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Winning gambit 

Christopher Major
Rotary Club of San Rafael Harbor, California

When Christopher Major declares “check” while sitting at a chessboard, it gets his opponent’s attention. 

“The first time you put a kid in check, they freeze up,” explains Major, who is president of the Novato Chess Club. “Then my voice gets soft and I say, ‘There are always stressors in life. Now how can we get out of check? Can you evade? Can you capture the piece? Can you block it?’ We’ve gone from stress, to discerning, to making the best move.”

Christopher Major, Rotary Club of San Rafael Harbor, California

Photo by Ian Tuttle  

Dozens of kids participate in the after-school chess program that Major, a retired special education teacher, runs as part of Hayward Youth Academy, which he founded in 2005. The academy provides educational and recreational services to families in the San Francisco Bay Area, including a college outreach program, a public speaking program, and animal therapy. 

In 2009, with a grant from the Rotary Club of San Ramon, Major started the program that grew into the Novato Chess Club. The goal was to improve kids’ critical thinking, but the students, who range from kindergartners to eighth-graders, also learn to communicate, overcome failure, be gracious in victory, and deal with the emotions that the game brings out.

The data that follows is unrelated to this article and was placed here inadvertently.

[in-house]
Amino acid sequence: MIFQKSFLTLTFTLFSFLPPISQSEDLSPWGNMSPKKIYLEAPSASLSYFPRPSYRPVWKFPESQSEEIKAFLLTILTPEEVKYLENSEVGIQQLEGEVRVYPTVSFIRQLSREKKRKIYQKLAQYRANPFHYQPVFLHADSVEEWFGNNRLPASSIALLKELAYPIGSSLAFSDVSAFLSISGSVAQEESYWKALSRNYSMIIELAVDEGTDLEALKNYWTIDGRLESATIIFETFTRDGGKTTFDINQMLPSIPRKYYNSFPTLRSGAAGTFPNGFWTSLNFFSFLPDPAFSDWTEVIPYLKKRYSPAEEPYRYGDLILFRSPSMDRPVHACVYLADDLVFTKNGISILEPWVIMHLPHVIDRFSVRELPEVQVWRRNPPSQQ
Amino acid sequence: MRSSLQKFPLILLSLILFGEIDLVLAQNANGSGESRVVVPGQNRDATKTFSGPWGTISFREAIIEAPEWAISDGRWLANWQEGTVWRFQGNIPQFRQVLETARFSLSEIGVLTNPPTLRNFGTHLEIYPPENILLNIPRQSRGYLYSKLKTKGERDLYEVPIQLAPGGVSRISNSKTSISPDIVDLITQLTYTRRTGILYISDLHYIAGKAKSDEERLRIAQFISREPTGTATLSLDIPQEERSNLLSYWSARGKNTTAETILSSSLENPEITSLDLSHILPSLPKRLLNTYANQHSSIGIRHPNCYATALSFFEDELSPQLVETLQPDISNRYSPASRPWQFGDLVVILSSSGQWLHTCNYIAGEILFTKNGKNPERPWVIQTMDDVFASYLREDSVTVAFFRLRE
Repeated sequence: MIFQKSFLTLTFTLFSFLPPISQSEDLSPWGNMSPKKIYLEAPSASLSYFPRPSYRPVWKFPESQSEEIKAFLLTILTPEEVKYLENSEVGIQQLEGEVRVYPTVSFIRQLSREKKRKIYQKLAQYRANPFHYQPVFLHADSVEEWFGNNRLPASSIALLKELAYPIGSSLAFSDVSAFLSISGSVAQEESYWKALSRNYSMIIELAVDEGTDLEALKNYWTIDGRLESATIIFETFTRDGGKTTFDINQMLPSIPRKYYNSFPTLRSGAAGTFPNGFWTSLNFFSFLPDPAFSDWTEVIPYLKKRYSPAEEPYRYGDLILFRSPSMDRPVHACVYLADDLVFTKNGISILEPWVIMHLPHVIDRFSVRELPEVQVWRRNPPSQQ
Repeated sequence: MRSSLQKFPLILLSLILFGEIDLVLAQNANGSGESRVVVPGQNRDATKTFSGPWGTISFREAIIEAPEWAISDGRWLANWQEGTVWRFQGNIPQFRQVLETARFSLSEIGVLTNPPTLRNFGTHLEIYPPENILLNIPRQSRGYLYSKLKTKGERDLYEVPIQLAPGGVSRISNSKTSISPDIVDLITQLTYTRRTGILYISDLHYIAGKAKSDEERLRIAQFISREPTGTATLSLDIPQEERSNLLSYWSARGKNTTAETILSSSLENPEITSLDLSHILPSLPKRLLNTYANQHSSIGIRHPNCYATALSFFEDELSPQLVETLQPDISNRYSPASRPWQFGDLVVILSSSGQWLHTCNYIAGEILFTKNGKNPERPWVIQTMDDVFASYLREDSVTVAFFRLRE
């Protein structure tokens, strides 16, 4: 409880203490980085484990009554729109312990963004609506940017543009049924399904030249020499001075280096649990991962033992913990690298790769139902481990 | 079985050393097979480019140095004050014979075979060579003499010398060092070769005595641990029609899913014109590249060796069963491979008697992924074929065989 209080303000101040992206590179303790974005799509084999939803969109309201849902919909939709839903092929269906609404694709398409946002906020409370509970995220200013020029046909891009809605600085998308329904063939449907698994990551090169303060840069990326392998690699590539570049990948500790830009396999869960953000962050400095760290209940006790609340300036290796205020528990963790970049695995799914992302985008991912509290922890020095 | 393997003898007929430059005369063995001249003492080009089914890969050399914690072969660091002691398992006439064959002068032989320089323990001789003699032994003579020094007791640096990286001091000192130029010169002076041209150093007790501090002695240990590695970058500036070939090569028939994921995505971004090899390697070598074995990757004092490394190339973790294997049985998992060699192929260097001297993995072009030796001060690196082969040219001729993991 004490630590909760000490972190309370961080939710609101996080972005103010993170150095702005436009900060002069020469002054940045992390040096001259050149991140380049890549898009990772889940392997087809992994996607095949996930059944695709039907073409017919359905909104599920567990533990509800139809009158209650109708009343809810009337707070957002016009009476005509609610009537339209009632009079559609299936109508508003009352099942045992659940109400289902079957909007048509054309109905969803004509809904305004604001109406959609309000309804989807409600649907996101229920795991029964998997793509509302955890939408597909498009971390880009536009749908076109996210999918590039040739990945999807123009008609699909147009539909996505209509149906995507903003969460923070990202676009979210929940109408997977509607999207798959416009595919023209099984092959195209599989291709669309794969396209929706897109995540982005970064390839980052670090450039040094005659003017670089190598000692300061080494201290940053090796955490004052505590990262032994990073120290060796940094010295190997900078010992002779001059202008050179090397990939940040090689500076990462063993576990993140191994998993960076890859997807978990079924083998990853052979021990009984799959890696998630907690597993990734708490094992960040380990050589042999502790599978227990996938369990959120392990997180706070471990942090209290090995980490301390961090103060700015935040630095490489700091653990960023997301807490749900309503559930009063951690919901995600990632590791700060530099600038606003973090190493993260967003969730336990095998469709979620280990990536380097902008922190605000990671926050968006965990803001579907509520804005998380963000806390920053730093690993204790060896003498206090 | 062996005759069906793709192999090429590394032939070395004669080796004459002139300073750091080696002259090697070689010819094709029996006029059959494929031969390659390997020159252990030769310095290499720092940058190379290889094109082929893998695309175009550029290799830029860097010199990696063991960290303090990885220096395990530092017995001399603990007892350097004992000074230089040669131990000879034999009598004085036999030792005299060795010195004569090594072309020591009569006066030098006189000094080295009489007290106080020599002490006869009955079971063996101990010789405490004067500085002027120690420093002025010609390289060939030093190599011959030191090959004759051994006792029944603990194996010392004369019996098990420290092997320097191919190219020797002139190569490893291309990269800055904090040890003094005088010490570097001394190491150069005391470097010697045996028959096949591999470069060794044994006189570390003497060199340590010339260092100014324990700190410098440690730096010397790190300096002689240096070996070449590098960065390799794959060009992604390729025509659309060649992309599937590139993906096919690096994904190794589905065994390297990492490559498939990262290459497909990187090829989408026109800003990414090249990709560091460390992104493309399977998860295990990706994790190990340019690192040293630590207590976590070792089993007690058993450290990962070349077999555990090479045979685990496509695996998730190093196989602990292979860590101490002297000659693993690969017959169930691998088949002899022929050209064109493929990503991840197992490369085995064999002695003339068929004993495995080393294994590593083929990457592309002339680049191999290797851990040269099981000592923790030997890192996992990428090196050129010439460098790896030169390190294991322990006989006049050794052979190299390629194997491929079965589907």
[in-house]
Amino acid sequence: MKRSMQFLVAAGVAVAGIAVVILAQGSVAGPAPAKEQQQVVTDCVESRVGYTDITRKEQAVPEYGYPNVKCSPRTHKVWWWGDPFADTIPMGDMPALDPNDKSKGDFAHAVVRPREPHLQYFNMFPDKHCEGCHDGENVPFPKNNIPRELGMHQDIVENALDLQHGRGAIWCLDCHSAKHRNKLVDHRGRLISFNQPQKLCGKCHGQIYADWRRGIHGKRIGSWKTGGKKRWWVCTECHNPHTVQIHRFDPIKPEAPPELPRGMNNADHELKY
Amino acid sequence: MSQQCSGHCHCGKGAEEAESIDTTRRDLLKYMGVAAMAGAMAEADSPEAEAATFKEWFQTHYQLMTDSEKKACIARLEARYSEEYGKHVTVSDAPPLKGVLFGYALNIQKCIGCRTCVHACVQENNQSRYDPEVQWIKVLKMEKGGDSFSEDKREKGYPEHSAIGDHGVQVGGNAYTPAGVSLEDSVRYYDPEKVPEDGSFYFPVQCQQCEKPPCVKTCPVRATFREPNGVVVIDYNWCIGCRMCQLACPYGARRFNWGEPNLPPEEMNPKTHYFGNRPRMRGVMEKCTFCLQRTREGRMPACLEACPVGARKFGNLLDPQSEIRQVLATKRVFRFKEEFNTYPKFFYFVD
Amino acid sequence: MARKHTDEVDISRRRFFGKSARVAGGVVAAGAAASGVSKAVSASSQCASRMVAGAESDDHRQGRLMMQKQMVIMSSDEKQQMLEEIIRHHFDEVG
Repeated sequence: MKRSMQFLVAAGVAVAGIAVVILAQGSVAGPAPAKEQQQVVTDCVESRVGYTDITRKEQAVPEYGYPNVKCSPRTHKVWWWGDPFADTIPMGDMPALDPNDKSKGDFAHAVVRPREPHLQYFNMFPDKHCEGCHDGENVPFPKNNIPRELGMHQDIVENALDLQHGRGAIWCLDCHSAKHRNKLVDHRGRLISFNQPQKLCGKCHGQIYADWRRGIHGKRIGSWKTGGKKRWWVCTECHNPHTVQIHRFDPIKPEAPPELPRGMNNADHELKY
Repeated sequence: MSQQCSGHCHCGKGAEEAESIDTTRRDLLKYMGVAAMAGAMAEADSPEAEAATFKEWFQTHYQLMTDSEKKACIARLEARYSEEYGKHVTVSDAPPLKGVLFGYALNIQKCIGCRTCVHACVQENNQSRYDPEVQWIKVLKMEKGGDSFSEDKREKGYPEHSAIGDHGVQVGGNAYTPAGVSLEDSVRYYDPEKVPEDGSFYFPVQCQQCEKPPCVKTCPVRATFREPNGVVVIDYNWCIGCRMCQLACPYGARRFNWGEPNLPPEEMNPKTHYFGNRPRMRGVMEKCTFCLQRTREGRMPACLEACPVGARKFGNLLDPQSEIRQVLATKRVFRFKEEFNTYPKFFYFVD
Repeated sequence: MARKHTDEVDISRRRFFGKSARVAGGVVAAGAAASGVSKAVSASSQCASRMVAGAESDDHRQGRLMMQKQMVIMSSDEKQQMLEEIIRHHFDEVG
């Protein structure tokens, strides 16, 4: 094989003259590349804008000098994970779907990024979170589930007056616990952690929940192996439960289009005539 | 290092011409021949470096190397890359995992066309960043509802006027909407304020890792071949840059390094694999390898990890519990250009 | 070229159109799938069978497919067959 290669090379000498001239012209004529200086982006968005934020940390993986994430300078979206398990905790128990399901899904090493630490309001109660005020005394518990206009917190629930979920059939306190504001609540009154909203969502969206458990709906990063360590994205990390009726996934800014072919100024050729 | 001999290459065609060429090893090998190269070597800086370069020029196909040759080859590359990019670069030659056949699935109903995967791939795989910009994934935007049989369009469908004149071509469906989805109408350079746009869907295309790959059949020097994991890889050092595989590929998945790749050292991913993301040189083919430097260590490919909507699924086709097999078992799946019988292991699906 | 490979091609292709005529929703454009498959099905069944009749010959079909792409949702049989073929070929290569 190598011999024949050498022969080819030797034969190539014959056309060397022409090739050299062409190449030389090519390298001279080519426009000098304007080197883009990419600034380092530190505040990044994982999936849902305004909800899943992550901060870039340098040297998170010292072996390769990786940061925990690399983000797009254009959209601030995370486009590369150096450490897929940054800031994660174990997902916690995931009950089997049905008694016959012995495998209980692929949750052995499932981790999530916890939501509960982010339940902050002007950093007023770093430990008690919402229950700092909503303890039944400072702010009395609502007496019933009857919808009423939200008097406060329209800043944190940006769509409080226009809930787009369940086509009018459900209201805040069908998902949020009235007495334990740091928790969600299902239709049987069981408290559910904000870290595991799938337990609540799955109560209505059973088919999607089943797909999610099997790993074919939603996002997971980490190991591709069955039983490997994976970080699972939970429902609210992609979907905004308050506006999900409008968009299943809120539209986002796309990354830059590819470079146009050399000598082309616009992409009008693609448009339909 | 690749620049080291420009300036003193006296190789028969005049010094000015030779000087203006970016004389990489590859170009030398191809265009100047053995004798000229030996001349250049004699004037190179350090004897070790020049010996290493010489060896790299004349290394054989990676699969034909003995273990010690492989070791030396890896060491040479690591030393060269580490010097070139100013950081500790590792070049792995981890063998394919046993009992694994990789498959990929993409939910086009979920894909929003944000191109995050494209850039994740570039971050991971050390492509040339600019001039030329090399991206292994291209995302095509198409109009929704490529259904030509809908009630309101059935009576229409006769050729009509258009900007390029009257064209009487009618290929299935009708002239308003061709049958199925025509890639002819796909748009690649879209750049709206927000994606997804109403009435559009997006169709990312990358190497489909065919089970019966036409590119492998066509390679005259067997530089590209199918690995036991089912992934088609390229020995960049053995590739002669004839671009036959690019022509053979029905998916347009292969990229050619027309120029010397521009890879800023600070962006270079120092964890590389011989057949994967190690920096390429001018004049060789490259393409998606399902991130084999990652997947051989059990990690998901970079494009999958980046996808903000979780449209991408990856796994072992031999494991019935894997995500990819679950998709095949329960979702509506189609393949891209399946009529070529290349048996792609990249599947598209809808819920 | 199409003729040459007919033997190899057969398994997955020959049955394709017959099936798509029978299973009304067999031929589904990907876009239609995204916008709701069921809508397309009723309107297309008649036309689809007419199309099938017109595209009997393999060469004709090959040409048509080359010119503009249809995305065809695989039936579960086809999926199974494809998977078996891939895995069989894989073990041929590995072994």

“They are learning patience and how to work through frustration,” Major says. They also learn to work together; sometimes Major puts the kids in teams of two or three, and they can’t make a move until all agree on what to do.

Fifty children in San Rafael and Novato attend the weekly one-hour chess sessions. Major does most of the instruction with the help of several talented eighth-graders. 

Major learned to play chess when he was teaching special education at Oakland’s Skyline High School. He saw that the game brought out the students’ emotions and helped them deal with stress. 

Over the summer, he distributed chessboards to a program he helped establish in Uganda. Back at home, he ran the chess club’s first summer program.

“It’s so different from playing basketball or other games,” Major says. “Two people playing chess are engaged with each other in a special way.”

– Anne Stein

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